Session 11 Reading

Classic Problems, Brute Force

CS 3530
Design and Analysis of Algorithms

Today's Plan

This reading considers brute-force algorithms for some classic computer science problems. There are two goals: to use these algorithms to understand more about brute force in general, and to introduce classic problems that we will try to solve more efficiently in coming weeks.

String Matching

String matching is an instance of search, a ubiquitous problem. Searching a list brute force is to do a sequential search: looking at each item in turn until we find the target. Such an approach is linear in the size of the list.

How easy is it to think of θ(n) as inefficient?

Many interesting problems demand more. For example, many problems in bioinformatics and text processing systems involve string matching, but the size of the strings involved makes brute-force sequential search unacceptable.

Consider this brute-force string matching algorithm:

    input : T[0..n-1], a text
            P[0..m-1], a pattern
    output: position of first occurrence of P in T, or -1

    for i ← 0 to n-m
      j ← 0
      while j < m and P[j] = T [i+j]
        increment j
      if j = m
        return i
    return -1

Trace this algorithm for these inputs:

Quick Exercises:

Hints: Use a simple "alphabet" as the set of possible characters. Construct a simple concrete example, and then generalize it to strings of size m and n.


What would a non-brute force algorithm for this problem look like?

The Knapsack Problem

In the Knapsack Problem, you have n items that you would like to pack in a container of size W. Each item i has a value, vi, and a size, wi. We sometimes refer to 'size' as cost or weight. The goal is to fill the container with the most valuable set of items possible.

Suppose you have a knapsack capable of holding 10 units of weight, and the following four items:

What is the most valuable knapsack we can fill?

A brute-force algorithm would consider all possible combinations:

    input : n, the number of items
            W, capacity of solution
            v[0..n-1], item values
            w[0..n-1], item weights
    output: m, a subset of n with the maximum value
               and total weight ≤ capacity

    m ← empty set
    for ( s : non-empty subsets of n )
        if value(s) > value(m) and weight(s) < W
            m ← s
    return m

How many non-empty subsets of our items might this algorithm have to consider?

How many non-empty subsets of our items might this algorithm have to consider?

Quick Exercises:


This is a problem with surprisingly many real-world applications. In the Agile Software Development course, we will encounter it as the release commitment task. Here's another instance of the problem:

Suppose you have n widgets to sell at an Internet auction. Each prospective buyer i can bid on a lot si of widgets for a price pi. Each lot is fixed; that is, buyer i wants si widgets or none. Maximize the amount to be made at auction.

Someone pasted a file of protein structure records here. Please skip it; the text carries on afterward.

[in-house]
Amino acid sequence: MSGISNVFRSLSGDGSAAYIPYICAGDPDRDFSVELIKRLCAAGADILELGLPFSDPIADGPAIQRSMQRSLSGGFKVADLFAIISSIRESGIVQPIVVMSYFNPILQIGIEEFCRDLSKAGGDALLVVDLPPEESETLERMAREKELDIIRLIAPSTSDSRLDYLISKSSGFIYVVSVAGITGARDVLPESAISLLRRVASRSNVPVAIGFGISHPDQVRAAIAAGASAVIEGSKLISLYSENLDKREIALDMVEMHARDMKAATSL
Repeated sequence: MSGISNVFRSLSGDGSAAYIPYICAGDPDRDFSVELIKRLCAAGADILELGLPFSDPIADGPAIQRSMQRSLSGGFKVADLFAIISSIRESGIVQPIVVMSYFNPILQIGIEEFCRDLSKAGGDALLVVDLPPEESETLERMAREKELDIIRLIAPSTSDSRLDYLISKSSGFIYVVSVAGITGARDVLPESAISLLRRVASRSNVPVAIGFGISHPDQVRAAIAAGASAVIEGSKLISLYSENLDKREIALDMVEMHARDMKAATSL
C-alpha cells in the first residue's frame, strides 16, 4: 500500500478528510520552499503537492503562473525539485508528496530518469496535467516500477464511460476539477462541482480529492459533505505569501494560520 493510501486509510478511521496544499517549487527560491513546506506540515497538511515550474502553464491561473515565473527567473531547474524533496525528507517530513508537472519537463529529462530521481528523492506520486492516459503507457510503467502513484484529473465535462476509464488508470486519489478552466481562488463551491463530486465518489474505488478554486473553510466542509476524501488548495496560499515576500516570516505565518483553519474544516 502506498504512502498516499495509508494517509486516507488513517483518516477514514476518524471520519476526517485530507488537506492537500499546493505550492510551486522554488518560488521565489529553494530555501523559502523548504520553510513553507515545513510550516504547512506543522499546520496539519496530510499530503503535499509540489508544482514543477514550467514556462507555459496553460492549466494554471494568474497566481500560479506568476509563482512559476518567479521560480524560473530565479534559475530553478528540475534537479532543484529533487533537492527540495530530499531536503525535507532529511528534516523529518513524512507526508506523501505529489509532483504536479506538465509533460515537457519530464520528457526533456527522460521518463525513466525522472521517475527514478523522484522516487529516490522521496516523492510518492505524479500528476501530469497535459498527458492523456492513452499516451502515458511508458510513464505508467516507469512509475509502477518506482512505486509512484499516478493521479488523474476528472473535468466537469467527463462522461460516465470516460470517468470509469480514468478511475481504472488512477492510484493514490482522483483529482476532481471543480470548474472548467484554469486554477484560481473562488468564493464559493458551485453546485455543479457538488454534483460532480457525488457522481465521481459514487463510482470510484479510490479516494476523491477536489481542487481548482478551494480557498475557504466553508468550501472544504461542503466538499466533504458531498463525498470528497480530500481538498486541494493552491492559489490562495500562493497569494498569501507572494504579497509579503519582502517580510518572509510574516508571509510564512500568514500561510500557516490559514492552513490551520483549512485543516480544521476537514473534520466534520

Take out the "Internet" reference, and you have an instance of maximizing the value a corporation's initial public offering, or IPO! (Google took a different approach that simplified the algorithm required...)

What would a non-brute force algorithm for the Knapsack Problem look like?

The Assignment Problem

In the Assignment Problem, we have n people and n jobs to be done. Each person is able to do each job, but at different costs, C[i,j]. Assign each person a unique job such that the total cost is minimized.

Suppose we have this matrix of people and tasks:

            W   X   Y   Z
    Alice   9   2   7   8
    Bob     6   4   3   7
    Carl    5   8   1   8
    Diane   7   6   9   4

Greed probably doesn't help here. There is no reason to believe that assigning Carl to Task Y -- the cheapest assignment -- will be part of an optimal assignment.

Quick Exercise: Construct an example of the assignment problem in which the optimal solution does not contain the smallest value in C.

Hint: a small example suffices...


What would a "brute force" solution to this problem be like? This isn't a subset problem... We could consider all possible permutations of the jobs, with the cost of job[i] being C[i, job[i]]. Here is one attempt:

    input : C[0..n-1, 0..n-1], costs of person i doing job j
    output: {(i, j) : each i and each j occurs once
                      and the sum of all C[i.j] is minimized }

    min ← infinity
    for ( p : permutations of [0..n-1] )
        if Σ( C[i, p[i]]) < min
            answer ← p
    return answer

Applying this algorithm to our cost matrix above, we might consider assignments in order:

    assignment to   total
    Alice et al.    cost

    WXYZ            18      best so far
    WXZY            30
    WYXZ            29
    WYZX            26
    XWYZ            13      best so far

What would a non-brute force algorithm for the Assignment Problem look like?

Answer to the Exercises

String Matching.

Let P = 0m-11 ... and T = 0n ... The algorithm will make m(n-m+1) comparisons!

Knapsack Problem.

Items 1 and 2 fit in the bag perfectly and together have a value of $54. Items 3 and 4 fit with room to spare and have a value of $65. None of the subsets of size three or four fit in the sack, so {3, 4} is the best we can do.

The basic operation in this algorithm is the comparison value(s) > value(m). The loop is O(m), where m is the number of non-empty subsets of n items.

But... how many many subsets are there? There are 2n of them. Remember the power set? Because we have to generate them, the overall complexity of the algorithm is O(2n).

Assignment Problem.

Here's a simple case, two people and two tasks:
           Y   Z
    Alice  1   2
    Bob    2  100
Get greedy, and Bob will gouge you!

Eugene Wallingford ..... ..... February 18, 2014